“In a country at war, where the battle of communication requires a highly critical approach to understanding the information disseminated by the belligerents about the nature of the damage, the only way to know whether a nuclear facility has released radioactivity into the environment is to take measurements around the facility under attack. The monitoring of radioactivity in Ukraine has made it possible to objectively gauge the safety assessments of the “Facilities Evaluation” unit, which had very little information to work with at the start of the conflict. This monitoring indicated whether the firing and shelling might have hit a safety-critical area. Thanks to the professionalism and training of the environmental monitoring teams, IRSN is able to accurately interpret any variation in radioactivity levels and indicate whether this can be explained by weather conditions, the failure of a radiation monitoring station, or some other cause.”
IRSN demonstrated agility throughout the 10 months of war in 2022. It has undergone a transformation, by reaching beyond its traditional emergency response “procedures”, poorly suited to the situation in Ukraine. Innovation has enabled it to adapt its organization, mobilization, involvement, methods, and tools to address the specific features of the Ukraine crisis: highly fluctuating events and demands, intense periods, no accidents but a permanent risk, continuous tension, and a long crisis with no end in sight.
During the ERC’s set-up period, the crisis organization went beyond its traditional frame of reference, while remaining true to its main principles. To adapt to highly fluctuating events and demands, the crisis units and mobilized workforce vary from day to day, and often over the course of the same day, depending on what has to be dealt with. They work in hybrid mode: some on site, others remotely.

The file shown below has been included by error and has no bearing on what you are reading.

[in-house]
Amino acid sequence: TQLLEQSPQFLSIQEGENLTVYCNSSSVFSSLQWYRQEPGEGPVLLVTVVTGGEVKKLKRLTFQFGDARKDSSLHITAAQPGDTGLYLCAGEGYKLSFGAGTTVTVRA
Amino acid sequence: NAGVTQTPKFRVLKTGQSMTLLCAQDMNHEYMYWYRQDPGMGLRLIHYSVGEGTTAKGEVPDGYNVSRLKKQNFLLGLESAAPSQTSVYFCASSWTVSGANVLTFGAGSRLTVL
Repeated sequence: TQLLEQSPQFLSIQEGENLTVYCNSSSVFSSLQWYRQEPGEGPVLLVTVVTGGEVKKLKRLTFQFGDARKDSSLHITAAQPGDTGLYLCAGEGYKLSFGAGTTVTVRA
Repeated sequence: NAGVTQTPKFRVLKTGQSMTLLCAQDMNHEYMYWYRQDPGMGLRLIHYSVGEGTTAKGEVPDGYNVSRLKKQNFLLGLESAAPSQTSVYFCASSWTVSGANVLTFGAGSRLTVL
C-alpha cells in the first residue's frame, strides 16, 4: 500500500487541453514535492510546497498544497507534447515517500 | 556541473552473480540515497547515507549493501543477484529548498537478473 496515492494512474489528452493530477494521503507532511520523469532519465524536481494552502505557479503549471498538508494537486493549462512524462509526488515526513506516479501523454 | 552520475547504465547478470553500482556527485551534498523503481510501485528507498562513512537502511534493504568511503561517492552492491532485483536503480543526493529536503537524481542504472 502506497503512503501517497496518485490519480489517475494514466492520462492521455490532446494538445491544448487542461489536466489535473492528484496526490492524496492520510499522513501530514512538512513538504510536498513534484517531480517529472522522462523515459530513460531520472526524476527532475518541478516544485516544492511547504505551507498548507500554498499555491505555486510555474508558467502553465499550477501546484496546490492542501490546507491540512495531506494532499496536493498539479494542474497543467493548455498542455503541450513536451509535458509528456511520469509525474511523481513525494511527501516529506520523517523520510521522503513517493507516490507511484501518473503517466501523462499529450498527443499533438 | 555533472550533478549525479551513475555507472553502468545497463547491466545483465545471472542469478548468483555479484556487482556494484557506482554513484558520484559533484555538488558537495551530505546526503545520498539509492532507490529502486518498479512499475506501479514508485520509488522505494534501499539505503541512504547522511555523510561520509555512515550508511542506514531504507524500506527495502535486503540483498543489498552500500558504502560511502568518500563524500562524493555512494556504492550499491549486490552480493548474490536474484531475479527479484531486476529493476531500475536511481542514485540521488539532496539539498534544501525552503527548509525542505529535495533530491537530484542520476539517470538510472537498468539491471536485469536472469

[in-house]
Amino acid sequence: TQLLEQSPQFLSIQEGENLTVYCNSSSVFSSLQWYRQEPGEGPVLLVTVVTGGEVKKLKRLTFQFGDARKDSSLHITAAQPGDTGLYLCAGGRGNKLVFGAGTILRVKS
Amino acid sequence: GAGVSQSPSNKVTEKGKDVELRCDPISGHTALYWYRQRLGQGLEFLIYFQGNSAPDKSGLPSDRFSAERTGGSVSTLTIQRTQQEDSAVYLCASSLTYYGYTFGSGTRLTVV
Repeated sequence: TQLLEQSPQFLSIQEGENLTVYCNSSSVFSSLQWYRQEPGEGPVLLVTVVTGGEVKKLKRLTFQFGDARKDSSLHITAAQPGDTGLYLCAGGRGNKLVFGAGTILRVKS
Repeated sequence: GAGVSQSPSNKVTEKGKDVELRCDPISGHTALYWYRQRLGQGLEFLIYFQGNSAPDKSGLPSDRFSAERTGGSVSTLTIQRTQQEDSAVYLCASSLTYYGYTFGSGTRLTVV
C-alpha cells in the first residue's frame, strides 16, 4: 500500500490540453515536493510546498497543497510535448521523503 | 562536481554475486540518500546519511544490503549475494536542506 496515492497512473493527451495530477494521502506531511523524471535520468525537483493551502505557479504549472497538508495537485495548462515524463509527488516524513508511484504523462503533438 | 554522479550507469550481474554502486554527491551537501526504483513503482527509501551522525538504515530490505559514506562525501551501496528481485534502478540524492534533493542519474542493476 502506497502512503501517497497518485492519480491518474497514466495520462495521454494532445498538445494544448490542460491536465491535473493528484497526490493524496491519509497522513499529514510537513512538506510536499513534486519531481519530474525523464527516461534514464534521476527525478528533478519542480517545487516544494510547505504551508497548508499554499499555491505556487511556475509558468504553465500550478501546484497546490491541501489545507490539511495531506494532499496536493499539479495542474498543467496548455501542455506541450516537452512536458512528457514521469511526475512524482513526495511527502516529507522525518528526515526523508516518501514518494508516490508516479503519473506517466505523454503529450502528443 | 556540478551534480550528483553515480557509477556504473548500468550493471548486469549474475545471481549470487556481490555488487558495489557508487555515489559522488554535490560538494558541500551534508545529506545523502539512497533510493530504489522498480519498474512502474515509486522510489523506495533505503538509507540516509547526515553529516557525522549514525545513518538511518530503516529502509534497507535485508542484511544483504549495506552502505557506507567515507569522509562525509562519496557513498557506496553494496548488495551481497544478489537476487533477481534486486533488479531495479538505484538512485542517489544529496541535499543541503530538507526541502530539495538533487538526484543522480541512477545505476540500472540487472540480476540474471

The work is carried out mainly during working hours by the “Ukraine pool” team representing the key functions. These experts, mobilized from the start of the crisis, have access to the history of all the actions carried out by the ERC. At night and on weekends, the on-call team members ensure monitoring activities, ready to alert the Emergency Response Director, carry out initial assessments, and, in the case of a major event, call on the “Ukraine pool” team members to assist.
In order to build on-call team members’ awareness of the real risks to Ukrainian nuclear facilities, training sessions are regularly organized. These operational exercises are based on the theoretical anticipation carried out by their colleagues in the “Ukraine pool”: the Standard Accident Sheets for each family of Ukrainian nuclear facilities and the pre-calculated worsecase scenario. Based on the values of an accident scenario and the day’s meteorological data from Météo France, the on-call team members practice making calculations across the entire operational chain: assessment of the accident situation, calculation of the release, estimation of the spread of the plume over Europe, identification of zones that would require protection measures for the populations, drafting of the ERC external message of information for the public authorities. These training sessions, implemented before summer 2022, were reactivated in mid-November on a weekly basis. They promote knowledge sharing and relaying of information between the “Ukraine pool” team members, who are at the front line of crisis management, and the on-call team members pool, further away from the heat of the action. These sessions reinforce the engagement of the Institute’s employees and help to ensure the reactivity of all crisis pool teams in case of a serious event in Ukraine.